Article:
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Lane Errington | @lane_errington
Because the US Lacrosse First Stick Program puts more sticks in new players’ hands and more smiles on faces than any other lacrosse initiative, that’s why.
Last week, we shared some of the reactions from the 125 teams in 38 states that were awarded First Stick grants this fall. As we look forward to these new programs joining the First Stick family, check out these success stories from 2012 grant recipients, originally published in Lacrosse Magazine.
Coach Deton Ambler sought unconventional means to ensure his players enjoyed the school’s inaugural boys’ lacrosse season — from using the Harlem Shake in their pregame warm-up to giving his goalie a chance to score by playing on attack. Ambler believes a positive experience will motivate his players to continue with the game. A graduate of San Diego State, he has also has four former teammates as volunteer coaches. “There’s no coaching stipend, but we’re making it happen,” Ambler said. “We are all very thankful that US Lacrosse gave us this opportunity.”
While John Keitz appreciates the equipment for the new under-13 boys’ team at Oasis Academy in Fallon, Nev., the First Stick resource that made the biggest difference was the opportunity for him to attend the US Lacrosse National Convention.
“I learned more things in the first hour that I am actually using on the field with my players than I have gotten out of two decades of teacher conventions,” said Keitz, a Long Island native and middle school teacher who moved to western Nevada in 1995. “The drills and concepts presented at the convention are done by people who really know how to teach the game.”
Sometimes, getting a program started simply requires a willing volunteer. Meet Cynthia Massery. Realizing the local high school program needed a feeder, she stepped in as the program director and helped launch Georgetown Youth Lacrosse in 2012. Utilizing mostly donated equipment, 52 boys in grades 5 through 8 participated.
With the benefit of loaner equipment secured through the First Stick grant, the league has grown to 105 players in 2013, including a girls’ team that Massery is coaching. “I’m brave enough to learn,” Massery said. “I’m trying to be the front person and getting others to help out. We’re still a football state, but everybody loves the sport. We’re building a foundation.”
Lacrosse started as a pay-to-play club sport at St. Paul Catholic two years ago. Now fully funded, the boys’ lacrosse team just wrapped up its inaugural season. Longtime Bristol Youth Lacrosse coach Darren McGowan is an assistant on the St. Paul team and was one of those who helped initially launch the club program.
“First Stick was a huge factor in our sustainability,” McGowan said. “Now, we get a lot of support from the school administration. All of our players signed an ‘Honor the Game’ pledge before the season started, and our principal had it laminated and hung it in the school’s main entranceway.”
Living in the eastern panhandle of West Virginia, in a town called Hedgesville, Vicki Williams and other parents got tired of driving to Maryland for their kids to play lacrosse. They wanted their own identity in their own state. Williams knew where to find assistance.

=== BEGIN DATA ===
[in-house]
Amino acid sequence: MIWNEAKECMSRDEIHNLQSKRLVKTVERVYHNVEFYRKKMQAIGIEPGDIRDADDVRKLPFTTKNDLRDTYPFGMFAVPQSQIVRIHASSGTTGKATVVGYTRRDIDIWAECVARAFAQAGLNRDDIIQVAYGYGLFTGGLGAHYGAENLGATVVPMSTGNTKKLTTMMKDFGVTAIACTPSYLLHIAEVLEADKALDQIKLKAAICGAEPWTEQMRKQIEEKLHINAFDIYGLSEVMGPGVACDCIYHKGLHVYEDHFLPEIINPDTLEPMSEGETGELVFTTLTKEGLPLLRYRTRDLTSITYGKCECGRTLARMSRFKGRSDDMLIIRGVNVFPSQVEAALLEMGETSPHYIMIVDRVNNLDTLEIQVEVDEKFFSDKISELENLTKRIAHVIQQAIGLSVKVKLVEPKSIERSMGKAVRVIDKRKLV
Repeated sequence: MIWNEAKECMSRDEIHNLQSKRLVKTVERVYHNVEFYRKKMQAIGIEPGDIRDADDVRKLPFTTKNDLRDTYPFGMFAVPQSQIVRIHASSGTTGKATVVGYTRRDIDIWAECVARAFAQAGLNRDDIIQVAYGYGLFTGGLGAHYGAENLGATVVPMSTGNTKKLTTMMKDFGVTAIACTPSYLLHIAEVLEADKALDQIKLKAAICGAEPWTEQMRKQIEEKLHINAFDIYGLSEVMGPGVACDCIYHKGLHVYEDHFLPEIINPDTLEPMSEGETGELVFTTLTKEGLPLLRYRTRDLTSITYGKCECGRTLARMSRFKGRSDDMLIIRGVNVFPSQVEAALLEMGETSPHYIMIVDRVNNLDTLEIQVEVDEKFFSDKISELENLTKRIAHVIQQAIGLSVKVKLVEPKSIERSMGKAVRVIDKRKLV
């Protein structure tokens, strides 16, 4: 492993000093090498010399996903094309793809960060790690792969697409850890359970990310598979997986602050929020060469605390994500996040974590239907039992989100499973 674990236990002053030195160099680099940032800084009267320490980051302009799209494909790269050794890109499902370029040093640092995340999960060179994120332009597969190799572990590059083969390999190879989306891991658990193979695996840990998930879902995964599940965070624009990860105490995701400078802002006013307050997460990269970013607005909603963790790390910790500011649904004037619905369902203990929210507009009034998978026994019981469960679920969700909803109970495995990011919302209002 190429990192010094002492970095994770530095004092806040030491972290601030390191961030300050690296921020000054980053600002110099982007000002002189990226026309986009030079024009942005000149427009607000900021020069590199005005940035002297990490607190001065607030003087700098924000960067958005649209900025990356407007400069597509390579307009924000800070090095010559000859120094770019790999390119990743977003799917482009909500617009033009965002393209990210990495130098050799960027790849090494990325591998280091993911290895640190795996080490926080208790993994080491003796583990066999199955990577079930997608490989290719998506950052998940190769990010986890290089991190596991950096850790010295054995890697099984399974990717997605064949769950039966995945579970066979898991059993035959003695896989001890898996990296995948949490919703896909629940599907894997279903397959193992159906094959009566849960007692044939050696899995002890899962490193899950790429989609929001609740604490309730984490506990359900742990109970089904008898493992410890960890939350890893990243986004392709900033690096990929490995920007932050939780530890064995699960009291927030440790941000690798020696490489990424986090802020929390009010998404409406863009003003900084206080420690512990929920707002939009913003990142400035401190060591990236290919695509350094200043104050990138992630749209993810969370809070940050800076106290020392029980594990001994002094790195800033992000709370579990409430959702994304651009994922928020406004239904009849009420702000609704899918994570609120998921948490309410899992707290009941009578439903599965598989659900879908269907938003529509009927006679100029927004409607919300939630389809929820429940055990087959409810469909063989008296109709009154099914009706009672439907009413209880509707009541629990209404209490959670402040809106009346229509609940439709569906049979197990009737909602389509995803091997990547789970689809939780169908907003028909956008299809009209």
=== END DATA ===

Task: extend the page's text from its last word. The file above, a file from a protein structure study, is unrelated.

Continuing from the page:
“The first place I went for help was the US Lacrosse website, and the First Stick Program was a no brainer,” Williams said.
From a modest start with 45 boys in 2012, Panhandle Pride now boasts about 20 players per team across five different boys’ and girls’ age groups.
Ridgely Britton had a lacrosse itch he just had to scratch. One year after retiring from Xerox in 1995, the former Virginia player moved to Charleston and got involved with the city’s youth rec program. That eventually led him to the fledgling West Ashley High girls’ team as a volunteer assistant.
Britton coordinated the school’s First Stick application and has been a sideline fixture for three seasons. Wins have been slow in coming thus far, but there is hope for the future, including two juniors on the 2013 team that are drawing interest from college coaches. “This has been a tremendously rewarding experience,” Britton said. “We’ve had a few rough patches, but the girls’ have made the commitment.”
The US Lacrosse First Stick Program is the ultimate grassroots initiative for new and developing youth lacrosse teams nationwide. It provides a multi-year deployment of US Lacrosse resources to expand participation beyond traditional boundaries.
This holiday season, the US Lacrosse Foundation wants to put sticks in more new players’ hands. We’re setting an ambitious goal for Giving Tuesday to raise $20,600 that will underwrite the cost of one boys and one girls First Stick grant.
On December 3, let’s make this national day of giving the largest online giving day in our history, and more importantly, impact communities that are using lacrosse as a vehicle to empower young athletes. Join us in our commitment to give back with a donation at uslacrosse.org/givingtuesday.
Give smiles. Give sticks. #GivingTuesday.
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